Later examination of exam scores would indicate that the scores on the Excel portion, for Teams 1 and 2, differed primarily in that there were no really low scores among the students in Team 2.  The cheating seemed not to have done much for the students who already knew what they were doing, but apparently it helped those who did not.

I contacted Monica Holland, the university’s ethics officer, to ask what I should do about this large, witnessed instance of academic dishonesty.  Based upon that and subsequent conversations, I contacted each student in Team 2 and asked them to tell me what had happened during the Excel portion of their exam.  Student reports were sketchy, sometimes excessively so.  To the extent that they did provide specifics, they tended to confirm the faculty reports just cited.  I reported these findings in the recommended manner and waited for the administration to respond.

Much of that was done by Friday.  The university’s response to this instance of cheating was unequivocal.  On Monday, George Denny informed me that I was being removed as instructor.  On Tuesday – the first post-exam class session – Dean Smith walked into my classroom, introduced another professor as my replacement for the remainder of the semester, and told the students that they did not need to worry; there would be no ethics investigation.  He was not entirely right about that – I persisted in the matter, and there were certain procedures resembling the form of an investigation – but he was correct about the outcome.  Consider the following example of what I reported, in that ethics process, and what Dean Michael Miller concluded, regarding one student’s behavior during the exam.  (Note that exam instructions specified there was to be no talking during the exam):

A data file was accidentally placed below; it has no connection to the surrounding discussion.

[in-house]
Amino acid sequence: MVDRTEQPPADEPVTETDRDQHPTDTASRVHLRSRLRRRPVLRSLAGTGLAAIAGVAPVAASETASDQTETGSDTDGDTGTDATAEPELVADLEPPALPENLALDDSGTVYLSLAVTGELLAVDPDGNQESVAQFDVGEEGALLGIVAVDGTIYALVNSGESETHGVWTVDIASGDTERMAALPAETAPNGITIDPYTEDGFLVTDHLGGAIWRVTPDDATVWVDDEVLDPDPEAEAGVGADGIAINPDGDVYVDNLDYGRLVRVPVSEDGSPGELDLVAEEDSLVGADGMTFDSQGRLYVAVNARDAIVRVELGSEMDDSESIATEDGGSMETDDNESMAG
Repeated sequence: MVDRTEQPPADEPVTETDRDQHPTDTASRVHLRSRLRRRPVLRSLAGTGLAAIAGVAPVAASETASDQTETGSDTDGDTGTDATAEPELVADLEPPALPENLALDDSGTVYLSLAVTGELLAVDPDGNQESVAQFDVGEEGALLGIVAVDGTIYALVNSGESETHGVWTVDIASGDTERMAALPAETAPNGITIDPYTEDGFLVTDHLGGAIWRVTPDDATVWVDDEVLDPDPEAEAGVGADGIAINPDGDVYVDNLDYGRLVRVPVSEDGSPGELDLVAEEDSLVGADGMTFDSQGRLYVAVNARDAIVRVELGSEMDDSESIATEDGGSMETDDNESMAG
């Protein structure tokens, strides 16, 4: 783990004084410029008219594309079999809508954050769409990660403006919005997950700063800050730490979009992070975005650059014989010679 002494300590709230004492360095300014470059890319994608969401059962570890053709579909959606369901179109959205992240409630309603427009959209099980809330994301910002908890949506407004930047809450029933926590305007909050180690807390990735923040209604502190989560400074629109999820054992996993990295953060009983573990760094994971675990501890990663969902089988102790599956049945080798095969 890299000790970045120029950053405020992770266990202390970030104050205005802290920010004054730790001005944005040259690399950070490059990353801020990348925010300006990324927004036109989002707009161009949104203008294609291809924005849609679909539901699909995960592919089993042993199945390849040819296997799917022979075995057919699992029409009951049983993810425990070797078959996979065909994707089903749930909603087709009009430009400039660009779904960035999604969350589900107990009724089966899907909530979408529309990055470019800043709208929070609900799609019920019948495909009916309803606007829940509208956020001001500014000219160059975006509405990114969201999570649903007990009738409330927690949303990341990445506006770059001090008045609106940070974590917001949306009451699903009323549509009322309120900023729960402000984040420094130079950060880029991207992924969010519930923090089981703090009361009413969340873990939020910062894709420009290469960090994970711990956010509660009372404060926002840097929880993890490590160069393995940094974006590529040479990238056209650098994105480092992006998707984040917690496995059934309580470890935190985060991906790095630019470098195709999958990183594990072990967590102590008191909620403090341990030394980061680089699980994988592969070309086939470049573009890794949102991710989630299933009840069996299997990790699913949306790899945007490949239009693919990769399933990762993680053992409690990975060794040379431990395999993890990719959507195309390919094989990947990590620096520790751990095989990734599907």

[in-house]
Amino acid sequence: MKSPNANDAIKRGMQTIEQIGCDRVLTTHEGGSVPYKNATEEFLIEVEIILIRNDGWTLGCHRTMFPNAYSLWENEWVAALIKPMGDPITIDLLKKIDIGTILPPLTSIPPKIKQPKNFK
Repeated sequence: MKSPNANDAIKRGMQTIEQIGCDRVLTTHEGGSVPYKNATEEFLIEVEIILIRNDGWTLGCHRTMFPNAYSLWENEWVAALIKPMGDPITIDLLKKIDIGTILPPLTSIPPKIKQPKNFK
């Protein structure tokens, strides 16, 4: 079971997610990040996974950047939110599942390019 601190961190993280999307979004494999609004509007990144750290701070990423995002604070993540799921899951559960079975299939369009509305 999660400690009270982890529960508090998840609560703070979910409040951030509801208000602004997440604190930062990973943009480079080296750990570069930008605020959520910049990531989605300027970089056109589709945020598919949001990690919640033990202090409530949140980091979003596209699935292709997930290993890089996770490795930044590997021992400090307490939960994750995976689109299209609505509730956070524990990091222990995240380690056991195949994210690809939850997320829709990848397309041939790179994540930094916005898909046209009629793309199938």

Excerpts from my academic ethics report:  Elise [a pseudonym] was not authorized to walk around the [Statistics Lab during the exam], nor to look at or comment on other students’ work on their computer screens.  That was the behavior reported by eyewitnesses . . . . [These] acts . . . meet the definitions of copying and collaborating. . . . [Moreover,] according to multiple sources, the collaboration [occurring around Elise] was loud and sustained.  Elise was positioned to see students engaged in such collaboration and to hear their words. . . . Yet she took no steps, incumbent upon all students, to react against such misbehavior or at least to report it afterwards.   In this sense, she engaged in facilitation of dishonest behavior . . . . It was profoundly dismaying to observe her nonresponsiveness to the three email messages I sent her, in the days following the report of unethical behavior during the exam.  In response to my repeated requests, she refused to provide even the simplest specifics (e.g., the names of the people seated next to her).